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Mac Demarco – This Old Dog

Mac Demarco is a wonderful fixture of the indie music scene these days.  He’s easily the funniest person in indie rock (the Pitchfork mini-documentary is hilarious).  He self-records / produces all his music and plays all the instruments on his albums.  He’s been with the same woman, who we can subtly track through his songs about her, since he was a teenager.  He’s an immigrant (from Canada), he’s invited any willing fan to come to his house for coffee, he puts on a good live show and he’s well-liked.  He also carved out a niche for his woozy, pitch-controlled guitar work alongside simple, clean drum and bass arrangements that never feel cluttered, putting the onus on his strong melodies and songwriting abilities to do the heavy lifting, which they do.  2 is typically the fan-favorite Mac album, although I thought 2014’s Salad Days was a bright spot in an otherwise dismal year – so much so that I gave it album of the year honors in the Rice Thresher.

Mac never fails to put together a mix of fun, catchy jams and slower, sweeter, blissed-out guitar tracks – even his 8 song EP, 2015’s Another One, contained some classic songs.  Lyrically, though, he’s more of a mixed bag.  His lyrics are never awkward or off-putting, but rather safe, simple, and surprisingly conventional for a guy who does interviews lying between two men on the ground.  In short, you don’t come to Mac Demarco albums for lyrics.  This Old Dog at times feels like an attempt to remedy that in some way, but always winds up back in Mac’s wheelhouse.  He’s not really attempting to break new ground in any sonic way, aside from perhaps a slight uptick in synth usage and arrangement.  The drum machine that opens the album on “My Old Man” is as experimental as Mac goes, and it succeeds in spades.  “My Old Man” is the album’s best song and a sign that a little deviation would have done the album wonders.  But the song’s subject matter – Mac feeling more and more like his estranged father – is the sound of someone who no longer wants to write songs about cooking meth, smoking cigarettes and courting Vancouver prostitutes (although those songs all rock are my three favorite tracks off 2).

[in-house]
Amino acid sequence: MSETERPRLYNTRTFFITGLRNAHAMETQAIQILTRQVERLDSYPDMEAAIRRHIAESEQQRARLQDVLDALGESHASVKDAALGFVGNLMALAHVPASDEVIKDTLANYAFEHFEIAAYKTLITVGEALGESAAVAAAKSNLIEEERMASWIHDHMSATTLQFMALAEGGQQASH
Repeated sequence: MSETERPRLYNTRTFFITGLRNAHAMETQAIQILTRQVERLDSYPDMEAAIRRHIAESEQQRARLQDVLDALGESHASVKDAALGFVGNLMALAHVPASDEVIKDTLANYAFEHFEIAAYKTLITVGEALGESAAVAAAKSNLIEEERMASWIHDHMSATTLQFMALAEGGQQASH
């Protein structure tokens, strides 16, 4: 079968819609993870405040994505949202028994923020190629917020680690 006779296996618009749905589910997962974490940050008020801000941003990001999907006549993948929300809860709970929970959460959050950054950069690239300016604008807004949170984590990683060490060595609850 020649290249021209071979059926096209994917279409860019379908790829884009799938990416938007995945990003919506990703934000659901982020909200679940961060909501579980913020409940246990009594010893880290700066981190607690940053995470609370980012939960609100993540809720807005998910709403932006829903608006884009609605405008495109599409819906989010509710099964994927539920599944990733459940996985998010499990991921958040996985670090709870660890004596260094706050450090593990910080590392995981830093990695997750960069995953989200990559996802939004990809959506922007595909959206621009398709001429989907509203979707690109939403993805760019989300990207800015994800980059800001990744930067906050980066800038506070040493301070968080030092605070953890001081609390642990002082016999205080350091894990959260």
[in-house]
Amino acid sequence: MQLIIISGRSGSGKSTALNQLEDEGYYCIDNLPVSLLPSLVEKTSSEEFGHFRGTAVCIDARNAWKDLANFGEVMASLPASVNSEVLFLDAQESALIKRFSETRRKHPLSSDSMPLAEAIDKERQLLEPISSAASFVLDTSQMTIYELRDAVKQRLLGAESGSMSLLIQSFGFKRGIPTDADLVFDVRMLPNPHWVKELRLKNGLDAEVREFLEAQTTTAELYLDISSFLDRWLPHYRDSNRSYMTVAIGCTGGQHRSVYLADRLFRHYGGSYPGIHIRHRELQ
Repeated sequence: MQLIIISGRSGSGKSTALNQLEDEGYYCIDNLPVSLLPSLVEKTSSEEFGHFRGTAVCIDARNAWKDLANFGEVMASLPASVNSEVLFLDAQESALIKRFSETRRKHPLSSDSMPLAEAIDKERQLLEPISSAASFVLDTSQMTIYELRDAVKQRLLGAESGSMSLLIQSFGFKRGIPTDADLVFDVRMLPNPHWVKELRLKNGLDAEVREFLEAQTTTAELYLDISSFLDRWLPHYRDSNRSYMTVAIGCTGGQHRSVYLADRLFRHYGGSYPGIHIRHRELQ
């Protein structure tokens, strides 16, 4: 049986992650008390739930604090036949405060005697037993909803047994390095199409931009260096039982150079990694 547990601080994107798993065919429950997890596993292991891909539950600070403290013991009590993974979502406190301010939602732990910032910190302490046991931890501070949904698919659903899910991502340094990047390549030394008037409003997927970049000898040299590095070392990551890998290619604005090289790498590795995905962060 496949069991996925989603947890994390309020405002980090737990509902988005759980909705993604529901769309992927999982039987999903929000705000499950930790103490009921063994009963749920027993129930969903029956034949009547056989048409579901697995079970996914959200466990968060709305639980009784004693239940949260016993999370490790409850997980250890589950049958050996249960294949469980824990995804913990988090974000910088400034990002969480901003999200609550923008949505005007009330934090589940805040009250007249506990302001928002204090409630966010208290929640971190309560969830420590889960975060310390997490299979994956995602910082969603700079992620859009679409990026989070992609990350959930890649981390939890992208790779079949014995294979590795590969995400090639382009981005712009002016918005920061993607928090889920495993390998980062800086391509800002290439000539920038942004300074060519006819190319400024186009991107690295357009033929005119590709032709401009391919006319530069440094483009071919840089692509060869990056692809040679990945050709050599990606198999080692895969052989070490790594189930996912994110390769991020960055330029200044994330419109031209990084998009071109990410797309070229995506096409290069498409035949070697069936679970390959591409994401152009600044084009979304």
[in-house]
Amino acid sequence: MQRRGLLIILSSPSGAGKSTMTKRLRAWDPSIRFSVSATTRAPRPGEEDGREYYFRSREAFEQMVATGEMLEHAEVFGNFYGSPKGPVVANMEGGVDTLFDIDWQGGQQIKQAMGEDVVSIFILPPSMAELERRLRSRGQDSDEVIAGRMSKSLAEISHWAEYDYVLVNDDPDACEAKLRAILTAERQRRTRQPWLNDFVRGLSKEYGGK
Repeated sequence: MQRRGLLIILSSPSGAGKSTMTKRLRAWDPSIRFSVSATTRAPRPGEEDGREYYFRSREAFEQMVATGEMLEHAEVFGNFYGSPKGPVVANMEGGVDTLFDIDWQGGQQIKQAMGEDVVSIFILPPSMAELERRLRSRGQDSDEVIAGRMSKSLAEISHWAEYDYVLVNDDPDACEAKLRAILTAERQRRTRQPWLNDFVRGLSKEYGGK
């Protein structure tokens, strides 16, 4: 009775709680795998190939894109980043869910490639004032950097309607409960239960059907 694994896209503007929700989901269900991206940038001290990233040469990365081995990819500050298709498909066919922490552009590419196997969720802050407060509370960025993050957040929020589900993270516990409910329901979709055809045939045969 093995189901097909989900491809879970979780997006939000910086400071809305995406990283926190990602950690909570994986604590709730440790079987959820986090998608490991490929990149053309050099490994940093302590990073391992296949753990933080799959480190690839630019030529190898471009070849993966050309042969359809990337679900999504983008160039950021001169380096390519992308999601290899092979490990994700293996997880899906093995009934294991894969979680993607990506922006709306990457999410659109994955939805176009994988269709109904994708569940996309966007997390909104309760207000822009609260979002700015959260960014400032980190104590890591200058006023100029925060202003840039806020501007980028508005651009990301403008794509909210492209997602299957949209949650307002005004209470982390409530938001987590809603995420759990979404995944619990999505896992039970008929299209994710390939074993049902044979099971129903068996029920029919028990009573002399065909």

The record follows with the gentle but psychedelic title track, which moves into the crowded space of Mac Demarco love songs about his significant other.  The song is classic Mac and features some really nice guitar and synth sample panning, but delivers the album’s primary sentiment with relative simplicity (“This old dog ain’t about to forget / All we’ve had and all that’s next / Long as my heart’s beating in my chest”).   “For The First Time” falls into this camp as well, and uses the shimmering 80s synths we heard on “Chamber of Reflection”.  “One Another”, a catchy and upbeat number, musing on what a breakup must be like, could have fit perfectly on Another One not because the titles are so similar, but because Another One featured eight songs examining love and relationships.  “Dreams From Yesterday” and “A Wolf Who Wears Sheeps Clothes”, back to back on the album’s B Side, both feature the tropical clicking of a wood block, the latter also making good use of harmonica, but don’t pack memorable choruses or guitar lines.  They are followed by a song called “One More Love Song”, as if Mac knows there are a surplus of them on the record and is promising us that this is the last one.

All in all, This Old Dog is never unpleasant, always chill, if not lacking the signature distorted guitar rock song that other albums have featured.  But, and I hate to say it, Mac basically wrote the same ten songs he has on his last two projects, without much to show in the way of development.  Sure, you could point to that drum machine on “My Old Man”, or the acoustic piano and careful harmonies of “One More Love Song”, or even the 90s smooth R&B vibe of “On The Level” and say ‘look, he’s trying new things!’ and I’d slide every other track on the record into a playlist with songs from Salad Days and Another One and you wouldn’t know the difference.